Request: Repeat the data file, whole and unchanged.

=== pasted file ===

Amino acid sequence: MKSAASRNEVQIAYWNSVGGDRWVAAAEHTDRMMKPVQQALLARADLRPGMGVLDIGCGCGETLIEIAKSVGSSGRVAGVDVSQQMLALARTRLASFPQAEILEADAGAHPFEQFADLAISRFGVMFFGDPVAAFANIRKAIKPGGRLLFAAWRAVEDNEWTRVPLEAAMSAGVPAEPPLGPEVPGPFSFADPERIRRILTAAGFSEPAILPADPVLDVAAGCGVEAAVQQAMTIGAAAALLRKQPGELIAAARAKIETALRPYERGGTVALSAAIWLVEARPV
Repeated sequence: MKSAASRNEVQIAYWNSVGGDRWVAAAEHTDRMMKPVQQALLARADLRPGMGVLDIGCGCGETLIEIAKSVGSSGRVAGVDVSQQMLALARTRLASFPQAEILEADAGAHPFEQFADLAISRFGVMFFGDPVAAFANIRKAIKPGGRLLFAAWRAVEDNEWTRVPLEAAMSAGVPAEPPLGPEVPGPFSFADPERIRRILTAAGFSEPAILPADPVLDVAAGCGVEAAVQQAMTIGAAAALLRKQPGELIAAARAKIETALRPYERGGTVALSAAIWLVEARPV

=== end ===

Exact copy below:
Amino acid sequence: MKSAASRNEVQIAYWNSVGGDRWVAAAEHTDRMMKPVQQALLARADLRPGMGVLDIGCGCGETLIEIAKSVGSSGRVAGVDVSQQMLALARTRLASFPQAEILEADAGAHPFEQFADLAISRFGVMFFGDPVAAFANIRKAIKPGGRLLFAAWRAVEDNEWTRVPLEAAMSAGVPAEPPLGPEVPGPFSFADPERIRRILTAAGFSEPAILPADPVLDVAAGCGVEAAVQQAMTIGAAAALLRKQPGELIAAARAKIETALRPYERGGTVALSAAIWLVEARPV
Repeated sequence: MKSAASRNEVQIAYWNSVGGDRWVAAAEHTDRMMKPVQQALLARADLRPGMGVLDIGCGCGETLIEIAKSVGSSGRVAGVDVSQQMLALARTRLASFPQAEILEADAGAHPFEQFADLAISRFGVMFFGDPVAAFANIRKAIKPGGRLLFAAWRAVEDNEWTRVPLEAAMSAGVPAEPPLGPEVPGPFSFADPERIRRILTAAGFSEPAILPADPVLDVAAGCGVEAAVQQAMTIGAAAALLRKQPGELIAAARAKIETALRPYERGGTVALSAAIWLVEARPV